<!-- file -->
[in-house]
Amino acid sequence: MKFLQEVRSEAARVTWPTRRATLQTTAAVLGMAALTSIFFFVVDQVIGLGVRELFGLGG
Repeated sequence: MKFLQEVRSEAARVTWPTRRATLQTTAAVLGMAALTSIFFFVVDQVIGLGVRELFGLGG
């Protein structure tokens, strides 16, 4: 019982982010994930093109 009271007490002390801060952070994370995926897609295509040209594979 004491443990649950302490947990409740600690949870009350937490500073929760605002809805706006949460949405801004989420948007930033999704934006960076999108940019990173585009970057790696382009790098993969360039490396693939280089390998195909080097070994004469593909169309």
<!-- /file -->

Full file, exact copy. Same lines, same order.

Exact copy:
[in-house]
Amino acid sequence: MKFLQEVRSEAARVTWPTRRATLQTTAAVLGMAALTSIFFFVVDQVIGLGVRELFGLGG
Repeated sequence: MKFLQEVRSEAARVTWPTRRATLQTTAAVLGMAALTSIFFFVVDQVIGLGVRELFGLGG
């Protein structure tokens, strides 16, 4: 019982982010994930093109 009271007490002390801060952070994370995926897609295509040209594979 004491443990649950302490947990409740600690949870009350937490500073929760605002809805706006949460949405801004989420948007930033999704934006960076999108940019990173585009970057790696382009790098993969360039490396693939280089390998195909080097070994004469593909169309």